Since leaving Pond Inlet we have been in Victoria Straits surveying off the northwest coast of King William island . Ice prevented us from surveying our primary area for a week or so we charted an area that has never been done with modern hydrographic equipment. On Monday, Aug. 31 We anchored off Gjoa Haven around 8pm. I got a chance to go ashore Tuesday morning.
I went and toured the Health Centre (I was with the ship’s Physician’s Assistant) and the staff took us around and answered our questions. They spoke about the challenges of living there and it appears to be tougher than Pond Inlet. Nunavut apparently has one of the world’s highest rates of infant breathing disorders plus alcohol is a major problem. Gjoa Haven is windier and they get a lot more snow than Pond to. There is no Doctor or a Physician’s Assistant. They are all nurses or registered nurses. They are at least 8 hours from any additional help so they must be very resourceful and they certainly learn to perform tasks that no nurse down south would do. Oftentimes they have to repair equipment as well. Most live down south and come up for shifts of a few weeks then go back home.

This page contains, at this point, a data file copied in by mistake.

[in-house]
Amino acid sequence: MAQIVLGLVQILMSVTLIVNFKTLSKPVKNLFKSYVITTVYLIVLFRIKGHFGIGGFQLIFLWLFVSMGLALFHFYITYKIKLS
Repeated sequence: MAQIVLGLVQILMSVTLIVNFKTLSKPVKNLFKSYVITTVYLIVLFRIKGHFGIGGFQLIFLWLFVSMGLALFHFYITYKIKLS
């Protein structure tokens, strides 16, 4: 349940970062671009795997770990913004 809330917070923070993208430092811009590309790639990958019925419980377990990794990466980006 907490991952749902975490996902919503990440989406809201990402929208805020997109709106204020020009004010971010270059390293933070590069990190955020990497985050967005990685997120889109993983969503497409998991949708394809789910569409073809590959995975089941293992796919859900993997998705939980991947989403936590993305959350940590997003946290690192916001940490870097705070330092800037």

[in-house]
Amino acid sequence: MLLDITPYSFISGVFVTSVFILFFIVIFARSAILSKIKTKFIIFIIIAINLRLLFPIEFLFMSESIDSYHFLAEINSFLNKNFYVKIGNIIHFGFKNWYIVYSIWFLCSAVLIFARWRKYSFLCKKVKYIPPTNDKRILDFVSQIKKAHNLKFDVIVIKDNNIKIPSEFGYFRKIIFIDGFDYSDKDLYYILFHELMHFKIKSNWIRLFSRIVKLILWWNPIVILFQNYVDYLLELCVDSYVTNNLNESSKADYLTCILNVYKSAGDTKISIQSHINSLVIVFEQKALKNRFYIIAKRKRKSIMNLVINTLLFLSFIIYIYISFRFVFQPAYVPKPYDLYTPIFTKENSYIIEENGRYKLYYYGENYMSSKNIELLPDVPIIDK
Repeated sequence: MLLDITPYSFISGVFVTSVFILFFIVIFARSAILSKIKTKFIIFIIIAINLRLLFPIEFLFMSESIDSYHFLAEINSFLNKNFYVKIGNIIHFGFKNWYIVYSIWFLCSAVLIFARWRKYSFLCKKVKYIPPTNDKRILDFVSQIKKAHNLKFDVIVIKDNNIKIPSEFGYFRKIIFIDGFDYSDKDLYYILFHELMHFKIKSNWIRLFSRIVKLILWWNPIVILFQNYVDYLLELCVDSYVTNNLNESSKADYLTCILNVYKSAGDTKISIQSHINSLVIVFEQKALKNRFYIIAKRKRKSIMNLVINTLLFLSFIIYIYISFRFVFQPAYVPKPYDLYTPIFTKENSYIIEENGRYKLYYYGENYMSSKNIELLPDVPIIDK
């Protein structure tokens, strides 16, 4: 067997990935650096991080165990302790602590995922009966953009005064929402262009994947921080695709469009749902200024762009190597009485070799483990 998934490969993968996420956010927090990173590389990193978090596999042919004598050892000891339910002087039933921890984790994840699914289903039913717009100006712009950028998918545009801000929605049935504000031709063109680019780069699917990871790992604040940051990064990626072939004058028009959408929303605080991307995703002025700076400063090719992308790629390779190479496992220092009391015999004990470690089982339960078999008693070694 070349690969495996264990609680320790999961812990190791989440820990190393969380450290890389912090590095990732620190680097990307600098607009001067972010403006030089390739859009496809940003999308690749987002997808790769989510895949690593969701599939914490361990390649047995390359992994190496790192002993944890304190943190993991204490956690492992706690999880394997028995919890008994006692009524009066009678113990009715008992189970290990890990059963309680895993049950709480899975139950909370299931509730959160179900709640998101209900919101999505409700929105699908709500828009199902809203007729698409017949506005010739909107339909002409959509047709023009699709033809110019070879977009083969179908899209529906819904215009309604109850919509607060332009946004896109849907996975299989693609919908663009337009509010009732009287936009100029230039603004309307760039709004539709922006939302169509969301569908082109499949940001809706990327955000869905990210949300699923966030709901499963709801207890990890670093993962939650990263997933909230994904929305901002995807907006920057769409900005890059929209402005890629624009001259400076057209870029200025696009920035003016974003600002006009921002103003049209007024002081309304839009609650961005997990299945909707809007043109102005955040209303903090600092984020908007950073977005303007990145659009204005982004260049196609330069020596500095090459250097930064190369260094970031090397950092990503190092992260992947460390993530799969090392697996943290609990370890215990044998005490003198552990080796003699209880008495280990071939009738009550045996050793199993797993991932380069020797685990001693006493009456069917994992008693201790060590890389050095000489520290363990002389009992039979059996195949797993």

Outside the Cultural Centre was an elderly Inuit woman in traditional clothing who was cutting up fresh and dried fish and through an interpreter was answering questions. Beside her was a skin tent. I tried a piece of dried fish which wasn’t bad. It was really tough though, you can’t pick it apart but instead have to bring the whole piece to your mouth and bite it off.
In the Cultural Centre were exhibits from the Franklin expedition including the bell from HMS Erebus that was recovered last summer. No holographic copy in the Museum of History for me! There were also a lot of artifacts from when Roald Amundsen the famous Norwegian explorer, stayed there in the early 1900s. He was the first person to sail the Northwest Passage and the first to reach the South Pole. There were tourists there from a pair of cruise ships and I am in some Norwegian souvenir photos. The centre also had a gift shop and I bought something I have always wanted, a reahttps://wordpress.com/post/44242408/newl Inuit ulu which is a semi-circular blade with a handle (mine is caribou bone) which is used to slice food and scrape hides. It apparently makes an excellent pizza slicer.
Overall, Gjoa Haven has the same social issues as any Inuit community but has more employment opportunities including a tourist industry.
We left Tuesday afternoon and are now surveying off the west coast of King William Island for the next week or so.